This is partly because large technology and consumer goods companies have made it easier for customers to recycle their used electronics. Most big brands now offer takeback options for consumers. Apple’s Renew program allows consumers to recycle any Apple device. LG operates a similar initiative that has significantly boosted the company’s recycling rates. It recycled 41 million pounds of electronic devices in 2016, compared to 8 million pounds in 2010.

“There’s been a major evolution over the years,” said Rick Goss, senior vice president of environment and sustainability at the Information Technology Industry Council, which advocates on behalf of major technology companies.

Energy and the environment are now factored in at the very beginning of product design, Goss said.

“[Our customers] want recycling options,” he said. “They are demanding it from us.”

Yet huge amounts of e-waste remain in landfills. Only around 20 percent, or 9 million metric tons, of e-waste was recycled around the world in 2016.

Companies need to do more to make sure their products are easier to recycle, said Tensie Whelan, director of the Center for Sustainable Business at New York University’s Stern School of Business. This means designing electronics in such a way that the toxic parts, such as lead and mercury, can be easily separated from nontoxic parts for proper disposal.

“It’s a very complex challenge. I won’t sugarcoat it.”

- Rick Goss, senior vice president of environment and sustainability at the Information Technology Industry Council

But the onus is not just on corporations. Governments have a big part to play in keeping e-waste levels low. They can pass laws to stop the illegal shipping of used electronics to developing countries like India and China ― countries that often lack the infrastructure to safely recycle toxic waste, which puts people and the environment at risk.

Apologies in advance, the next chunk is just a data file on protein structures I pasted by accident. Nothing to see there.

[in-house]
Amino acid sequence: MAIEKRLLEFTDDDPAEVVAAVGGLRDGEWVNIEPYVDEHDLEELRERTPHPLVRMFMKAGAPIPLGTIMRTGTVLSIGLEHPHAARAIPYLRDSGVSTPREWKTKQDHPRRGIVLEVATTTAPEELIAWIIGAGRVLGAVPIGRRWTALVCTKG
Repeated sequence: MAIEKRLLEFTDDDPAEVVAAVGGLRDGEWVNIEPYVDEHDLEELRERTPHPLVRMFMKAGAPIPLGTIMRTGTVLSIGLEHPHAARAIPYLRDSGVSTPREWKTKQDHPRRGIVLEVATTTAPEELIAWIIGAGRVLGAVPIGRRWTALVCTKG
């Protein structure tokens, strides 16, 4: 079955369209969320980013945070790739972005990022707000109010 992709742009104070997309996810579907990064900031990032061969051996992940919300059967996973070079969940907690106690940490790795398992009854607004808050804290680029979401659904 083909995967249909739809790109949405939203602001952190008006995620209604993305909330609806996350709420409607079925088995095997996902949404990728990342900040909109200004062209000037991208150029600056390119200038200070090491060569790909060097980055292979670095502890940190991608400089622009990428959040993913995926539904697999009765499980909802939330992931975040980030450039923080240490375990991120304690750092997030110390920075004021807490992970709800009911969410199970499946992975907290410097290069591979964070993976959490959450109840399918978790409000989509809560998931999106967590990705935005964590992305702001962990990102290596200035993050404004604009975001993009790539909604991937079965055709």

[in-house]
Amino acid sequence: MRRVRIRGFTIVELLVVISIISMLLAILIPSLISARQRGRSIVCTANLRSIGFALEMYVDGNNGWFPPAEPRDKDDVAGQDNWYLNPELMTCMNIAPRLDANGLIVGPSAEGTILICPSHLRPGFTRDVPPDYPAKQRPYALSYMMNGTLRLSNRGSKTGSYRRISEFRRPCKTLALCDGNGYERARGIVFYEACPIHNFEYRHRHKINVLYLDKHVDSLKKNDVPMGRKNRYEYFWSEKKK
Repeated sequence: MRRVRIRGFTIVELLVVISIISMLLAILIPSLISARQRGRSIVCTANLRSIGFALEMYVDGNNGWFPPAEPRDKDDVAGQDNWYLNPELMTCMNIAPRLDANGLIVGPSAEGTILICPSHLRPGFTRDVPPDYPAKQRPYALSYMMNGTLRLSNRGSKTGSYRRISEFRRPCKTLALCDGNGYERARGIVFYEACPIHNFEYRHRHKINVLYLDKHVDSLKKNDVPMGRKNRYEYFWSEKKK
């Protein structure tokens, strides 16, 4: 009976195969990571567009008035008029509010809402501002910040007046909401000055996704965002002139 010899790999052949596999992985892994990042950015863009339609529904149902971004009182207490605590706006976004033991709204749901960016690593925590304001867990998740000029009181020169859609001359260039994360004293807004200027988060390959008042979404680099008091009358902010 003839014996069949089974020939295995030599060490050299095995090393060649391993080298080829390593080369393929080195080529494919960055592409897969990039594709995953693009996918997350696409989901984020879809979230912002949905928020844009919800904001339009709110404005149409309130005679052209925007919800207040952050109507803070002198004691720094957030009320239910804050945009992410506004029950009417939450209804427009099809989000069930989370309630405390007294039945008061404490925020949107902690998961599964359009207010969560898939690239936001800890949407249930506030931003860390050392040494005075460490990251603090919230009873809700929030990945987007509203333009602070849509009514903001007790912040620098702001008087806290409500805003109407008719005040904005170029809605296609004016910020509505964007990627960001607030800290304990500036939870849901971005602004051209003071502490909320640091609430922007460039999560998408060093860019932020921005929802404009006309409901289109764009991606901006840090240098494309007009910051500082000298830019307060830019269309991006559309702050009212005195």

Forty percent of e-waste given to recyclers in the U.S. was shipped to junkyards abroad, mostly in Asia, according to a 2016 report from environmental nonprofit the Basel Action Network. There is currently no federal law in the U.S. that bans the export of these goods, even though it’s illegal in many other countries to import e-waste.

“We [in the technology sector] are in lockstep with governments, and what we’re all trying to accomplish is to stop the illegal transfer of e-waste to countries that can’t manage it,” Goss said. “It’s a very complex challenge. I won’t sugarcoat it.”

Goss acknowledged that the “innovation cycle for our products is rather fast.” The proliferation of products from different manufacturers is also an issue, he added, especially from smaller manufacturers which may lack the reuse and recycling commitments of bigger companies.

John Taylor, senior vice president of public affairs and sustainability at LG Electronics USA, said customers ask for upgraded features. People want their devices to be interconnected and controllable with the click of a smartphone button, he said.

“We don’t just develop these products because we think they’re cool,” Taylor added. “We’re responding to consumer demand.”

But consumers are often forced to upgrade their devices because companies make it difficult for older models to work optimally, said Williams from RIT.

“Premature obsolescence is an ongoing issue,” he said. “Devices can be difficult to repair or sometimes need upgrading to keep up with new operating systems, leading to extra purchases of new devices.”

That’s not to say that smart home products can’t be used in a green way.

“A talking fridge that adjusts its energy use to be less intensive and helps you better manage your food so you have less food waste would be extremely useful,” said Whelan of NYU.

The challenge is what happens to the fridge when it is done talking.

Clarification: Language paraphrasing Goss’s remarks on the production cycle and obsolescence have been amended to reflect that the author, and not Goss, was suggesting that this results in more devices being thrown away.